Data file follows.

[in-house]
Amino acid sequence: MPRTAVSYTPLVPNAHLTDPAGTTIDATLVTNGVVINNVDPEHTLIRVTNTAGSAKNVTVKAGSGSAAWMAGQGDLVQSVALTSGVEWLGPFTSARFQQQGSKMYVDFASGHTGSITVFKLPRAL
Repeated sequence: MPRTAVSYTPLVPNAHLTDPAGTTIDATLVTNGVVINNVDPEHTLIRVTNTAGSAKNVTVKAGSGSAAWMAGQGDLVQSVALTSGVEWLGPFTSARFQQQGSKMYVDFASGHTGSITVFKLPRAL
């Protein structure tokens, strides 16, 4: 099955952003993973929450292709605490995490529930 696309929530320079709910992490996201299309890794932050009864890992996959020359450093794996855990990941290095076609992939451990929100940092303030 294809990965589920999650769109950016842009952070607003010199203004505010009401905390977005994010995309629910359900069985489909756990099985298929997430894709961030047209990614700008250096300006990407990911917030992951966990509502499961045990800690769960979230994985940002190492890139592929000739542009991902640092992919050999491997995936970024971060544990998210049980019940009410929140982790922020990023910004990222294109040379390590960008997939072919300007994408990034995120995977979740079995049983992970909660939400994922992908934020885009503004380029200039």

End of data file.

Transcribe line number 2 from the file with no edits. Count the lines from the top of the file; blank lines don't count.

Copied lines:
Amino acid sequence: MPRTAVSYTPLVPNAHLTDPAGTTIDATLVTNGVVINNVDPEHTLIRVTNTAGSAKNVTVKAGSGSAAWMAGQGDLVQSVALTSGVEWLGPFTSARFQQQGSKMYVDFASGHTGSITVFKLPRAL